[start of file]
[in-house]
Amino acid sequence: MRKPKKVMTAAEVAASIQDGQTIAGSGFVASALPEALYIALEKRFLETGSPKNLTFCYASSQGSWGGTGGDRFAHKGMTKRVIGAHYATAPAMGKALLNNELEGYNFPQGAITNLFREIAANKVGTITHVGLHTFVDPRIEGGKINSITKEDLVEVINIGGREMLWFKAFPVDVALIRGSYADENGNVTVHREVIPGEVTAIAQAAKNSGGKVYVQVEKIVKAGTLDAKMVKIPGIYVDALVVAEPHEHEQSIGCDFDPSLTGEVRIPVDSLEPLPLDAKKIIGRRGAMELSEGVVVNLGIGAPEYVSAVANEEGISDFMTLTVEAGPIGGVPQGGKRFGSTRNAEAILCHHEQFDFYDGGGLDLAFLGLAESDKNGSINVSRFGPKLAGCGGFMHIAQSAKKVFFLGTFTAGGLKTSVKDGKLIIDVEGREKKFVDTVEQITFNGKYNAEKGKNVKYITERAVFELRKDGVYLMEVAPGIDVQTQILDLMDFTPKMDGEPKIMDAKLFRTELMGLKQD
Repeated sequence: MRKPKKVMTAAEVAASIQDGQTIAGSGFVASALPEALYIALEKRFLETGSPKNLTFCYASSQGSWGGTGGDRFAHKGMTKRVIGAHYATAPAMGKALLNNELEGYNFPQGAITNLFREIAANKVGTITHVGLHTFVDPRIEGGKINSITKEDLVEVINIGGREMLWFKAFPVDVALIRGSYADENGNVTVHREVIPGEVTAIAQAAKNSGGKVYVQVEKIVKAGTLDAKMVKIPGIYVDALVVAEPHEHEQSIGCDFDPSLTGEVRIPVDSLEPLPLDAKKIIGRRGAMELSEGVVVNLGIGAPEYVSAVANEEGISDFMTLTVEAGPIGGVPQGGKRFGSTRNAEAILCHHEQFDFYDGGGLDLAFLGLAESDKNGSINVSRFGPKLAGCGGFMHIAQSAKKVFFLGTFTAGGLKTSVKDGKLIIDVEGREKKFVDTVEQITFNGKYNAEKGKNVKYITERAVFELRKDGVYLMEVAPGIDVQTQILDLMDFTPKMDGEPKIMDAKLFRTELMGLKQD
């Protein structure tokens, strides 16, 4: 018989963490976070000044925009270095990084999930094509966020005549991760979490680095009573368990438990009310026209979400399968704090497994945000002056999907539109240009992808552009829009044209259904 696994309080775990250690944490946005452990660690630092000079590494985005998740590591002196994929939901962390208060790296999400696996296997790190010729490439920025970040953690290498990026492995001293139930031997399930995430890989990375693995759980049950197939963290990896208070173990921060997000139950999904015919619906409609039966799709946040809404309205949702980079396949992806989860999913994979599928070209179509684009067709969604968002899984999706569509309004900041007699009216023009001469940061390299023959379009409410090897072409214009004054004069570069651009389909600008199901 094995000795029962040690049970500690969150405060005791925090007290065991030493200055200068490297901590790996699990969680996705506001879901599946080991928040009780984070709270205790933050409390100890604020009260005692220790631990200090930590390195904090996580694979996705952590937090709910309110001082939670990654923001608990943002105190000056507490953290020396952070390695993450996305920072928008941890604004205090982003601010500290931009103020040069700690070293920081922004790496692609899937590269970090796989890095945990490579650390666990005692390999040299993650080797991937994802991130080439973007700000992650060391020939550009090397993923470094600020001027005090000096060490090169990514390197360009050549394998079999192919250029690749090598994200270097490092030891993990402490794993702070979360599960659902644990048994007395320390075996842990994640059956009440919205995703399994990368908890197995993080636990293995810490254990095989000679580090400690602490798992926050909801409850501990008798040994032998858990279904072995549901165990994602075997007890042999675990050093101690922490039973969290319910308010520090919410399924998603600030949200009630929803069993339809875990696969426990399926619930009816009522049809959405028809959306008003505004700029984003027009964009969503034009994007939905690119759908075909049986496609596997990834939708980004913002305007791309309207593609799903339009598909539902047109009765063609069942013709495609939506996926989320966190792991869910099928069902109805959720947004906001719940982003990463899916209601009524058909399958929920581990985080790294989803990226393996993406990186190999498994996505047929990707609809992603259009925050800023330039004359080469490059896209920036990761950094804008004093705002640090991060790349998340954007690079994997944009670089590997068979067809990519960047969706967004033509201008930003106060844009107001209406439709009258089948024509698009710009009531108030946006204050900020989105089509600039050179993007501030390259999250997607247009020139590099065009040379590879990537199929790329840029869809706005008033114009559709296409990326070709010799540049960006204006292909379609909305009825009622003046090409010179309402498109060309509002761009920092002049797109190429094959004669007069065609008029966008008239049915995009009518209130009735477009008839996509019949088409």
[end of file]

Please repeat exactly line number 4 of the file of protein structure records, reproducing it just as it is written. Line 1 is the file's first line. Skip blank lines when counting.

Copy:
């Protein structure tokens, strides 16, 4: 018989963490976070000044925009270095990084999930094509966020005549991760979490680095009573368990438990009310026209979400399968704090497994945000002056999907539109240009992808552009829009044209259904 696994309080775990250690944490946005452990660690630092000079590494985005998740590591002196994929939901962390208060790296999400696996296997790190010729490439920025970040953690290498990026492995001293139930031997399930995430890989990375693995759980049950197939963290990896208070173990921060997000139950999904015919619906409609039966799709946040809404309205949702980079396949992806989860999913994979599928070209179509684009067709969604968002899984999706569509309004900041007699009216023009001469940061390299023959379009409410090897072409214009004054004069570069651009389909600008199901 094995000795029962040690049970500690969150405060005791925090007290065991030493200055200068490297901590790996699990969680996705506001879901599946080991928040009780984070709270205790933050409390100890604020009260005692220790631990200090930590390195904090996580694979996705952590937090709910309110001082939670990654923001608990943002105190000056507490953290020396952070390695993450996305920072928008941890604004205090982003601010500290931009103020040069700690070293920081922004790496692609899937590269970090796989890095945990490579650390666990005692390999040299993650080797991937994802991130080439973007700000992650060391020939550009090397993923470094600020001027005090000096060490090169990514390197360009050549394998079999192919250029690749090598994200270097490092030891993990402490794993702070979360599960659902644990048994007395320390075996842990994640059956009440919205995703399994990368908890197995993080636990293995810490254990095989000679580090400690602490798992926050909801409850501990008798040994032998858990279904072995549901165990994602075997007890042999675990050093101690922490039973969290319910308010520090919410399924998603600030949200009630929803069993339809875990696969426990399926619930009816009522049809959405028809959306008003505004700029984003027009964009969503034009994007939905690119759908075909049986496609596997990834939708980004913002305007791309309207593609799903339009598909539902047109009765063609069942013709495609939506996926989320966190792991869910099928069902109805959720947004906001719940982003990463899916209601009524058909399958929920581990985080790294989803990226393996993406990186190999498994996505047929990707609809992603259009925050800023330039004359080469490059896209920036990761950094804008004093705002640090991060790349998340954007690079994997944009670089590997068979067809990519960047969706967004033509201008930003106060844009107001209406439709009258089948024509698009710009009531108030946006204050900020989105089509600039050179993007501030390259999250997607247009020139590099065009040379590879990537199929790329840029869809706005008033114009559709296409990326070709010799540049960006204006292909379609909305009825009622003046090409010179309402498109060309509002761009920092002049797109190429094959004669007069065609008029966008008239049915995009009518209130009735477009008839996509019949088409």